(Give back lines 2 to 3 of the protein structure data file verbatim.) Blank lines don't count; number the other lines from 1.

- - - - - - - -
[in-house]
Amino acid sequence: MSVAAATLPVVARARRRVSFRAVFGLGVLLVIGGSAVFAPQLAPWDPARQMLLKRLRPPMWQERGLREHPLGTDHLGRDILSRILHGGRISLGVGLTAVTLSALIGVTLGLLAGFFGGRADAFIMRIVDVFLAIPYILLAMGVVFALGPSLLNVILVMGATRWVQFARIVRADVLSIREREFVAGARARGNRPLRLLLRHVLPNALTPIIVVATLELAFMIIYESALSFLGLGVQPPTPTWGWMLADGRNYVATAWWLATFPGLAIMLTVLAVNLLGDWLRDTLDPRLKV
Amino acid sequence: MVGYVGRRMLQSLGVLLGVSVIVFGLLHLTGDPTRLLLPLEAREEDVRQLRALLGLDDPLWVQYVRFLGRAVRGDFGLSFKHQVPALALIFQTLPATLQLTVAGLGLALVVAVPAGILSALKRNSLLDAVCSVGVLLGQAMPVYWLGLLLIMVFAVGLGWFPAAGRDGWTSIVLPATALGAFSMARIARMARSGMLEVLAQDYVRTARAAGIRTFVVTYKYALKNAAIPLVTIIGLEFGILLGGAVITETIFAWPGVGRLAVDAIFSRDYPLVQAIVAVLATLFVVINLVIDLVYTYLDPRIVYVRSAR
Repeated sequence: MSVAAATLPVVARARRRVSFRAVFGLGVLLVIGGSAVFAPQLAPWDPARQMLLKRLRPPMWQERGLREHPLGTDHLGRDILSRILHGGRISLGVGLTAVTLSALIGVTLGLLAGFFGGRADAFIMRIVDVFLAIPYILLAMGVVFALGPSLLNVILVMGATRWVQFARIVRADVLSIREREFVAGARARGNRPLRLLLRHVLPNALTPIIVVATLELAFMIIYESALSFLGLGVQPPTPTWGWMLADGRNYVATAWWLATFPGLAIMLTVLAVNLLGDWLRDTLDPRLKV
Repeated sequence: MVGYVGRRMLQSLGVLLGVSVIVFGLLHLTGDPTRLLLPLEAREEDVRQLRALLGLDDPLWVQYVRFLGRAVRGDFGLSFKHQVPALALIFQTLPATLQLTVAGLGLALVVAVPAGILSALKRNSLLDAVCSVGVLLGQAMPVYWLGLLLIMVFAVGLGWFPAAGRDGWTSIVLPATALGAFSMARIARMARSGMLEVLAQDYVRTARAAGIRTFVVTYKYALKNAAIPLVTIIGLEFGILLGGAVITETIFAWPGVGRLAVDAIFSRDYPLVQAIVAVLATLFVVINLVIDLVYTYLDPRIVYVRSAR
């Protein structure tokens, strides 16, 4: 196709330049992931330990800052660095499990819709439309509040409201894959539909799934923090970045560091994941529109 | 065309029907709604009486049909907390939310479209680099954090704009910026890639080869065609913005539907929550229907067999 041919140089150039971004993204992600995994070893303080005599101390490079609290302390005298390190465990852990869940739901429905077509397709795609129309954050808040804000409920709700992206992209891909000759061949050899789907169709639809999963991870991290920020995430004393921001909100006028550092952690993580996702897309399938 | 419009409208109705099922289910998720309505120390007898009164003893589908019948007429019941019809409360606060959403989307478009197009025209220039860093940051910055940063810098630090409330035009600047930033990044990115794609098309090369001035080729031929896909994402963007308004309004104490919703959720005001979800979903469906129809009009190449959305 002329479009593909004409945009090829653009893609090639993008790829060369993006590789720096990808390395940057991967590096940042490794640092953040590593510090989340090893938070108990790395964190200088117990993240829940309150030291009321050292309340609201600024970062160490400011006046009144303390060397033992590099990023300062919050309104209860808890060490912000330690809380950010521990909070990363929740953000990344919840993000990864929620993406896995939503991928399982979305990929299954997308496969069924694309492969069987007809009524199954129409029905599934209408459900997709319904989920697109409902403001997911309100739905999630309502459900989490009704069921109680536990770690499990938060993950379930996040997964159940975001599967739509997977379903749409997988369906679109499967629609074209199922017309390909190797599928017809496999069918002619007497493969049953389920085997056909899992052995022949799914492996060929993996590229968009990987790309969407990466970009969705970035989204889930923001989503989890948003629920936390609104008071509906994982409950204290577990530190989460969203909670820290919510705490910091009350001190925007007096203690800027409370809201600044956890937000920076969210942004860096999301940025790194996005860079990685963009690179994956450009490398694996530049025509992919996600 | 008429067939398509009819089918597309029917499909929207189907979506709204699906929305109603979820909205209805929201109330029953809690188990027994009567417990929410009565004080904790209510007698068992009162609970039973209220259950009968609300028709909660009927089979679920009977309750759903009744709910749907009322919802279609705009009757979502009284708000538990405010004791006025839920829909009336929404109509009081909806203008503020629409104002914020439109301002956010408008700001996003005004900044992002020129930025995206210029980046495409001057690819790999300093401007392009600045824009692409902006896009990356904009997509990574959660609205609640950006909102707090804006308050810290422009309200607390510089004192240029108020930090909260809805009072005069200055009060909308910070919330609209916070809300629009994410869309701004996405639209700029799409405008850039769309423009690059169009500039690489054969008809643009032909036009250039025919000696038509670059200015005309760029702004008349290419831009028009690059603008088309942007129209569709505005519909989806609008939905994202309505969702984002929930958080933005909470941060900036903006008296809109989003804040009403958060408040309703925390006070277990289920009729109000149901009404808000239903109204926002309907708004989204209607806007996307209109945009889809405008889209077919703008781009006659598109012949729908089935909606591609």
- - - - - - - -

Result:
Amino acid sequence: MSVAAATLPVVARARRRVSFRAVFGLGVLLVIGGSAVFAPQLAPWDPARQMLLKRLRPPMWQERGLREHPLGTDHLGRDILSRILHGGRISLGVGLTAVTLSALIGVTLGLLAGFFGGRADAFIMRIVDVFLAIPYILLAMGVVFALGPSLLNVILVMGATRWVQFARIVRADVLSIREREFVAGARARGNRPLRLLLRHVLPNALTPIIVVATLELAFMIIYESALSFLGLGVQPPTPTWGWMLADGRNYVATAWWLATFPGLAIMLTVLAVNLLGDWLRDTLDPRLKV
Amino acid sequence: MVGYVGRRMLQSLGVLLGVSVIVFGLLHLTGDPTRLLLPLEAREEDVRQLRALLGLDDPLWVQYVRFLGRAVRGDFGLSFKHQVPALALIFQTLPATLQLTVAGLGLALVVAVPAGILSALKRNSLLDAVCSVGVLLGQAMPVYWLGLLLIMVFAVGLGWFPAAGRDGWTSIVLPATALGAFSMARIARMARSGMLEVLAQDYVRTARAAGIRTFVVTYKYALKNAAIPLVTIIGLEFGILLGGAVITETIFAWPGVGRLAVDAIFSRDYPLVQAIVAVLATLFVVINLVIDLVYTYLDPRIVYVRSAR